Providing hands-on care to one of the thousands of patients the center sees.

This adorable Grey fox is one of the many species the center cares for.

IH:  What is the best piece of advice you’ve been given (or would like to give others) in terms of wildlife preservation?

ES:  We share the earth with so many different species, all of which are worthy of the right to live their lives as naturally and wildly as they are evolutionarily accustomed to. The growth and expansion of human civilizations have a natural consequence of wildlife habitat encroachment. From the lens of a wildlife rehabilitation facility, we can all make small but significant changes to offset this! We can begin by recognizing the role we play – as our everyday behaviors can impact wildlife positively, neutrally, or negatively. Applying window decals to reduce window strikes for birds, switching to humane methods of “pest” control, or even sharing legitimate wildlife education information on your social media channels are all simple and effective ways to preserve wildlife. Look into your local extension offices for additional resources. In Benton County, check out the Agriculture & Wildlife Protection Program (AWPP) for ideas, a free lending library, and grant availability for those seeking non-lethal wildlife deterrents. You can make a difference.

IH:  In what scenarios should someone call your facility (as opposed to a veterinary hospital, etc) when it comes to finding an injured animal?

ES: A wild animal in distress can be upsetting to witness and in this type of situation, not everyone knows what first steps to take. When a person wants to help a wild animal in need, they may look to their own pet’s veterinarian for help. While a domestic veterinarian’s expertise is invaluable in their field, an orphaned animal, or one who has been injured or is ill, requires care from an experienced wildlife rehabilitator (and someone who holds proper permits for wildlife). That’s where we come in!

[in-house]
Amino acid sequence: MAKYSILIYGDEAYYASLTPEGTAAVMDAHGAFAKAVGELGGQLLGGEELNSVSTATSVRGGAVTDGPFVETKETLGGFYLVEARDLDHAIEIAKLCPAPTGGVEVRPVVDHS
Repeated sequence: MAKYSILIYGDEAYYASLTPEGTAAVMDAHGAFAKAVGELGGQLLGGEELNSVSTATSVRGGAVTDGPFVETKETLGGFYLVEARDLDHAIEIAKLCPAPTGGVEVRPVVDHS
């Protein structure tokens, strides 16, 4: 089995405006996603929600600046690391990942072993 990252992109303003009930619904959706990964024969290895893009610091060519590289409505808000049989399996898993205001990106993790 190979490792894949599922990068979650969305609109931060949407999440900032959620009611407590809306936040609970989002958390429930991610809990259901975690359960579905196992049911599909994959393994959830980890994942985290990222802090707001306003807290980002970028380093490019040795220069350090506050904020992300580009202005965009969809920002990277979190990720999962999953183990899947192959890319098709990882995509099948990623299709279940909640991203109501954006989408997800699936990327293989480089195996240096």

In a pinch, a domestic animal veterinarian can triage wildlife for up to 48 hours before transferring the animal to a permitted wildlife rehabilitation facility. This is particularly helpful if someone is not aware of a rehabilitation facility, or if something urgent occurs after hours.



IH:  What is the process of picking an animal for education vs. re-releasing them into the wild?

ES:  The answer to this question is near and dear to my heart. How do we make this decision? We decide with compassion. Like I mentioned before, wild animals are worthy of the right to live their lives as naturally and wildly as they are evolutionarily accustomed to. When we admit a wild animal as a patient in our wildlife hospital, we begin with an initial assessment to determine their prognosis – and at all times, we consider whether they will recover to the fullest extent to be released back into the wild. If the answer to that question is “no,” then in most instances, the kindest act we can provide is humane euthanasia. It is never a decision we take lightly. We also recognize the importance of this compassionate service we are able to offer wildlife when the option of living a healthy life in the wild is no longer viable. In rare cases, a patient displays a demeanor that would suit the life of a wildlife ambassador. Typically they are imprinted or habituated to humans, or have a temperament that remains calm and indifferent to human presence.